Navigate to the repo you just forked and click on the Settings button in the upper right corner.
You should be redirected to the General settings page. On this page, click on the Template repository box. The box should be filled in and you should see a green checkmark next to Template repository, indicating that the process was successful.
Now navigate back to your forked repo. You should now see a green button labeled Use this template. If you do, congratulations! You now have a template to build all your new and exciting Farcaster Frames.
Creating a new repository from your template
We're now ready to create a new repository to use for experimenting with frames.
To get started, click on the green Use this template button. You should see an option to create a new repository or open in a codespace. Click on Create a new repository.
You should be redirected to a page to add details about your new repository. Add the required details: owner (a drop-down menu with, e.g. yourself or your orgs) and the Repository name. You can also add a description of the project and define the visibility of the project (Public or Private).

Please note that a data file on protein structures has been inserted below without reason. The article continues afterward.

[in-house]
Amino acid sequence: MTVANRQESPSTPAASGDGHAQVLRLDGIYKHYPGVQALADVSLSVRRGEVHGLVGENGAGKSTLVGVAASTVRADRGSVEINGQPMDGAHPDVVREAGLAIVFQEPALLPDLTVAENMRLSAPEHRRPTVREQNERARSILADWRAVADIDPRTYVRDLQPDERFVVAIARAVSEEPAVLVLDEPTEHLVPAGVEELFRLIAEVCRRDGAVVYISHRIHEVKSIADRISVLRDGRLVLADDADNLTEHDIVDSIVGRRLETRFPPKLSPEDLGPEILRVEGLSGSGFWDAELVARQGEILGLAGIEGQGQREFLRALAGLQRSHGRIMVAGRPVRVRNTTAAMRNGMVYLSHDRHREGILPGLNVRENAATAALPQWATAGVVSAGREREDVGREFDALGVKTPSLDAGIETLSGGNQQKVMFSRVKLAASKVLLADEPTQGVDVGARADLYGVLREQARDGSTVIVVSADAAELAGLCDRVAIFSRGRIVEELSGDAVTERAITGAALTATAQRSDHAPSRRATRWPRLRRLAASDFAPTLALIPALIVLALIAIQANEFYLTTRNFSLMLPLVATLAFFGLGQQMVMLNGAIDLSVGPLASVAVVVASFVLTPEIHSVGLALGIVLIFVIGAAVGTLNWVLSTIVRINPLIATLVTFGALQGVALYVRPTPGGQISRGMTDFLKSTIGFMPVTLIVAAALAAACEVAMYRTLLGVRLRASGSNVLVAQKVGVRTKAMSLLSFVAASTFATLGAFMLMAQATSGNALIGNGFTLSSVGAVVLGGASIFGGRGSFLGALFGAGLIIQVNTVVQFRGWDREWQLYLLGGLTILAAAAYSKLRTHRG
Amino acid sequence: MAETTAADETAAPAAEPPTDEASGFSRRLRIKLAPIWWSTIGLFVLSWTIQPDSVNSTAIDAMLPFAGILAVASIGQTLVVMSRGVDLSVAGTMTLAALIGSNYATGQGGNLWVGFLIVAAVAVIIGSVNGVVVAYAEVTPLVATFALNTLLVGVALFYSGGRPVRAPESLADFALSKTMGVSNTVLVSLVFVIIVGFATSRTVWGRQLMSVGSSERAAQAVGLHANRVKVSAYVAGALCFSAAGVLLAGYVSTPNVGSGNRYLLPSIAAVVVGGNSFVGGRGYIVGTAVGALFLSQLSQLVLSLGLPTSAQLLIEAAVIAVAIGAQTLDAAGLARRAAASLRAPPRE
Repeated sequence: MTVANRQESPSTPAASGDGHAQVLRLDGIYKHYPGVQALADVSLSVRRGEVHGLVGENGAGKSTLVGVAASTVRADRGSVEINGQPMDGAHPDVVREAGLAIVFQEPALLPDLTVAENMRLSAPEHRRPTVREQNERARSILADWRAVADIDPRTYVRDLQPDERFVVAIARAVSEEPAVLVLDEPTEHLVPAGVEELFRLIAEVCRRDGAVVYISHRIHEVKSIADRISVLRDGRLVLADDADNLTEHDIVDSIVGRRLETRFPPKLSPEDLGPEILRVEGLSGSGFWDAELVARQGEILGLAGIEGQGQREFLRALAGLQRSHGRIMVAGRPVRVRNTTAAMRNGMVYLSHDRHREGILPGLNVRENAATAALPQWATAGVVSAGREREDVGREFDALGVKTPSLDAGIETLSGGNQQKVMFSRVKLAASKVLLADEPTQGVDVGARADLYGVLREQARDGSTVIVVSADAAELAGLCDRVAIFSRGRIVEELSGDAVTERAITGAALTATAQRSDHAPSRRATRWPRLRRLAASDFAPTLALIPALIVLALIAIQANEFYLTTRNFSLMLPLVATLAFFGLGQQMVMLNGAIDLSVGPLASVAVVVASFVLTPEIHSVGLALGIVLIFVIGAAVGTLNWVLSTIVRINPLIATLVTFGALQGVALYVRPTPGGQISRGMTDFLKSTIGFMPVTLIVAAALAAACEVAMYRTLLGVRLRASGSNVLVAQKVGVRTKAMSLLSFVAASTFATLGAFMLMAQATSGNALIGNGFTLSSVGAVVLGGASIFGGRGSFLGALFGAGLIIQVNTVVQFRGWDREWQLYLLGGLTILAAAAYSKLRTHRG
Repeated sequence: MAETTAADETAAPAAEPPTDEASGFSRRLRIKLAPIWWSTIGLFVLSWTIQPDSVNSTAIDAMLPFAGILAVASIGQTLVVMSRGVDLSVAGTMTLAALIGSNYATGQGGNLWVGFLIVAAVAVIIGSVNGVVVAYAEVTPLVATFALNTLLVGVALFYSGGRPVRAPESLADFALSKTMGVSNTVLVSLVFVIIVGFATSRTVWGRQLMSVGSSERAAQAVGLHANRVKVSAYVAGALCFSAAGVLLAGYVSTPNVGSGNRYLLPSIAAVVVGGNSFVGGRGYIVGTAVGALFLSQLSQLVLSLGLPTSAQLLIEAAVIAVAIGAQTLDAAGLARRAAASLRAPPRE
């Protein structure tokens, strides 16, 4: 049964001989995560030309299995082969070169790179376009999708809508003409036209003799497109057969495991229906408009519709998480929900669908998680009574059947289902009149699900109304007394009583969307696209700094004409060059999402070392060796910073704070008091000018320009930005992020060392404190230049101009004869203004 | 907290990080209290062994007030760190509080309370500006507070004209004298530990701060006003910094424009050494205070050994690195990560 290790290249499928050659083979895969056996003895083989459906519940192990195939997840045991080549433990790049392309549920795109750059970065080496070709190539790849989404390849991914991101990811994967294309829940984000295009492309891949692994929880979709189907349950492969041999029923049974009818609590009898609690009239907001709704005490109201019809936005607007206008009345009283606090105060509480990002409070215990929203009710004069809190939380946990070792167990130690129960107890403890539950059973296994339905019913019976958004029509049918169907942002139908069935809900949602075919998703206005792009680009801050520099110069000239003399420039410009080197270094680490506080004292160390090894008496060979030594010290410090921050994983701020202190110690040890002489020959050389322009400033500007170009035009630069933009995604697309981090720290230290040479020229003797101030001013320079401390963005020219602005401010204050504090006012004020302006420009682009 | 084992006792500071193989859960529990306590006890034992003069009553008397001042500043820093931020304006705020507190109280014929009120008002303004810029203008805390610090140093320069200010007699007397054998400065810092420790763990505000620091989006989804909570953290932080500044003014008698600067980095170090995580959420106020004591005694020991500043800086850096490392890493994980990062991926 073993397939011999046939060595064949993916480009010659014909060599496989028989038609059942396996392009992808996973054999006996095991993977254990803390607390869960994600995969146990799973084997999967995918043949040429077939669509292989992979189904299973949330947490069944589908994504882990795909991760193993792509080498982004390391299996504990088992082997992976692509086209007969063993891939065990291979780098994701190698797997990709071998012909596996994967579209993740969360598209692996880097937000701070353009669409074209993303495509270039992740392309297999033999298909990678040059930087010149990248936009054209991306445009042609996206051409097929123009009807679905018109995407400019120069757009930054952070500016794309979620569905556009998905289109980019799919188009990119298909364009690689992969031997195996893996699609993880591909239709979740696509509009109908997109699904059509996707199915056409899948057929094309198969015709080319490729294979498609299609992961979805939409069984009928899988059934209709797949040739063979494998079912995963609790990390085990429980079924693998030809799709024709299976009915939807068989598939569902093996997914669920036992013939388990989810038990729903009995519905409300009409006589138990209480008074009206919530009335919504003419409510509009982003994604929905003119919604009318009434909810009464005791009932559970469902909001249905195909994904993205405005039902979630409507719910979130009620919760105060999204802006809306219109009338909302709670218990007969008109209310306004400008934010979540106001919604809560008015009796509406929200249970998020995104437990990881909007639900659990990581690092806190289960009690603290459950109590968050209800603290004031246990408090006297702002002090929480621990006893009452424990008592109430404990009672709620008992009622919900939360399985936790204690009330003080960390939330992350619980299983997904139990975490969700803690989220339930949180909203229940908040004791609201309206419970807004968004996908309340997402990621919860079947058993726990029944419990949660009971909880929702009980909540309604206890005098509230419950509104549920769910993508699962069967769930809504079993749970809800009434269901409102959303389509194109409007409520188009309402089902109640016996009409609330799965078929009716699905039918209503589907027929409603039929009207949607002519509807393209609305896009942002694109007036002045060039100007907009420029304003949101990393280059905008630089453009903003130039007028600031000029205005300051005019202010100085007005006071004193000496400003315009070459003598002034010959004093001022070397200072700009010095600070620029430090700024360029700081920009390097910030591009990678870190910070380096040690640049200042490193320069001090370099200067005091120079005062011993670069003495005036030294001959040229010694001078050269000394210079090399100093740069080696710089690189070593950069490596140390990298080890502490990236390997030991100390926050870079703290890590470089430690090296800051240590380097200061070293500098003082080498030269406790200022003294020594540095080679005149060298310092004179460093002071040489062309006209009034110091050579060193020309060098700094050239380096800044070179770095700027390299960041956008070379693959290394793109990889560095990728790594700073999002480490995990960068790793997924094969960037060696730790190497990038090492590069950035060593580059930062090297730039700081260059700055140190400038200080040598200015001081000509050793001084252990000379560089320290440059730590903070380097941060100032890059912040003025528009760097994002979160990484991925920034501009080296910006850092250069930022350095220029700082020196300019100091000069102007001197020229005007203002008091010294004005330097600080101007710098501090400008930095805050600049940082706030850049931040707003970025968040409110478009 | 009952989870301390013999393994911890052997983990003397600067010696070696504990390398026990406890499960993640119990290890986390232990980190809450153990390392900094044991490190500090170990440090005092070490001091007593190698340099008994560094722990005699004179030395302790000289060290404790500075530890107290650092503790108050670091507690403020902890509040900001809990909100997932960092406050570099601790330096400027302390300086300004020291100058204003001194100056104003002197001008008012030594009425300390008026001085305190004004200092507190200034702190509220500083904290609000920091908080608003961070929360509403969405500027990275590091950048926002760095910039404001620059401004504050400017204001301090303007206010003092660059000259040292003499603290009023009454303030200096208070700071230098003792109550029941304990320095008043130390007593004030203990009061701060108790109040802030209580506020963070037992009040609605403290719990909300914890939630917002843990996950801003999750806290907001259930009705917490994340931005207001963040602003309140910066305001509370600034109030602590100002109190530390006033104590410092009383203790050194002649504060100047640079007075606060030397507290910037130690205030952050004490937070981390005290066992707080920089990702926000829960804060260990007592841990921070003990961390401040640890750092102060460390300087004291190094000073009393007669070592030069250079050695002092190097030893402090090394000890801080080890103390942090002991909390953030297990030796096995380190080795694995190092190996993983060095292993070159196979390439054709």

When you're ready, click Create repository.
After a few seconds, you should be redirected to your new repository. You can confirm the project name and that it was generated from your template.
Congratulations! You are ready to start playing with Frames!
Deploying to Vercel
One of the great things about
a-frame-in-100-lines is that it is ready to deploy, using Vercel, out of the box! Let's see how we can do this.
First, navigate to your Vercel account. Assuming you haven't deployed any previous projects, you should see the following screen:
We are going to be deploying the project you just created. Click on Import to start importing the project from your GitHub account.
You should see a list of repositories associated with your GitHub account:
Click the Import button next to the repo you created for experimenting with Frames. Note that your template repository will also be listed, don't import this one. For example, my experimental repo is called
After clicking Import, you should see the page for configuring your project. You don't need to change anything here, just click Deploy. Easy!